1.Many parasites with complex life cycles critically rely on trophic transmission to pass from an intermediate host to a final host. Parasite-induced behavioural alterations in intermediate hosts are often supposed to be adaptive through increasing the susceptibility of intermediate hosts to predation by final hosts. However, the evidence is so far only correlational, and direct evidence for a causal link between one single behavioural alteration and increased trophic transmission is still missing.
2.Here, we addressed, for the first time, the relationship between increased vulnerability to fish predation and altered photophobia in an amphipod, Gammarus pulex, infected with a fish acanthocephalan, Pomphorhynchus tereticollis.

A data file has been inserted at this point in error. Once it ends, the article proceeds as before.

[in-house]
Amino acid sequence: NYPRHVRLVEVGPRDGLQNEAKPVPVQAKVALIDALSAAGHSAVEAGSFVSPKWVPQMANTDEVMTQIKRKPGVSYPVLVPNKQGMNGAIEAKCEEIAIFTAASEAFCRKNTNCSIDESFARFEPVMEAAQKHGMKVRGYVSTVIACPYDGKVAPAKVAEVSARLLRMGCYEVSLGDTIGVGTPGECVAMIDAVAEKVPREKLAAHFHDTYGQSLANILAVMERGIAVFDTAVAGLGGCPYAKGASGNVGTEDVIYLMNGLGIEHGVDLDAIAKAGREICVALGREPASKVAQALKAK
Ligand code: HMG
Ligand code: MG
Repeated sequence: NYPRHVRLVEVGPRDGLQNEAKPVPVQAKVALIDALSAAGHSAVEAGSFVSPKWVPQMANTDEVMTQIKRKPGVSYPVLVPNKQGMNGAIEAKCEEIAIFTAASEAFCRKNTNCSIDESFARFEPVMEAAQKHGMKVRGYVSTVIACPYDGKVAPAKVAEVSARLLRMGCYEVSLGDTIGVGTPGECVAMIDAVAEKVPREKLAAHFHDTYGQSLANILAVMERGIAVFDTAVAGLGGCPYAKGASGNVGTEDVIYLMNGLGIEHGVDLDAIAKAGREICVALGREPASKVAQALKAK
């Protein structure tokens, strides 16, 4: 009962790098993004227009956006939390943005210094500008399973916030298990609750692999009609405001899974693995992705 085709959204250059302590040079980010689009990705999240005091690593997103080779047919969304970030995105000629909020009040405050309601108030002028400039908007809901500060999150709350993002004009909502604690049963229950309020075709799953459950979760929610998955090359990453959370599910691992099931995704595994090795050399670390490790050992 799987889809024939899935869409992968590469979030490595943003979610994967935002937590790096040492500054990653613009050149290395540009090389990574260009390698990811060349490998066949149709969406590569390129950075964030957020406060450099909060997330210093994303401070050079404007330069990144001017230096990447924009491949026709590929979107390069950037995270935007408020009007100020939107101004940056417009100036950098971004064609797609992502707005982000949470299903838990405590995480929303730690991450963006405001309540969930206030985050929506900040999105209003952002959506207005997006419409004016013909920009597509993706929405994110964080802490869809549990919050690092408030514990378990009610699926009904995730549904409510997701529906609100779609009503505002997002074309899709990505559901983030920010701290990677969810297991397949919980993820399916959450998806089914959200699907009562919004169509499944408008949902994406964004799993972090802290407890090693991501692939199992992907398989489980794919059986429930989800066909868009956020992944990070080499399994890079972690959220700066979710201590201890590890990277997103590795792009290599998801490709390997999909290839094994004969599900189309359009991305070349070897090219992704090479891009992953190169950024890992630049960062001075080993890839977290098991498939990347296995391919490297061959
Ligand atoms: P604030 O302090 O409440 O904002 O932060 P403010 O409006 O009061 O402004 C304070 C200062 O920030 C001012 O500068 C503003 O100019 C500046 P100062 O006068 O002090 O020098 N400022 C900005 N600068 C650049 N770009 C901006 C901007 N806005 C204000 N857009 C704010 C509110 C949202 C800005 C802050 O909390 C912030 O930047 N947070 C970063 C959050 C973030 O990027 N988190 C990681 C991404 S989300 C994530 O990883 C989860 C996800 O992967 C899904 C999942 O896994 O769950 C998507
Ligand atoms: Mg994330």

3.In microcosms, naturally-infected amphipods were significantly more vulnerable to fish predation than uninfected ones at two different light intensities. However, although variation in illumination significantly affected the extent of difference in photophobia between infected and uninfected individuals, it had no effect on predation bias towards infected amphipods.
4.In addition, although an injection of a mixture of serotonin and fluoxetine in uninfected amphipods mimicked the parasite-induced decreased photophobia, injected individuals were not more vulnerable to fish predation that uninfected ones injected with a control solution.
5.Overall, our results indicate that the decreased photophobia in infected intermediate hosts does not play in itself a causal role in the trophic transmission of the parasite to its final host. The actual role a parasite-induced behavioural alteration plays in trophic transmission should be carefully assessed before an adaptive interpretation is given.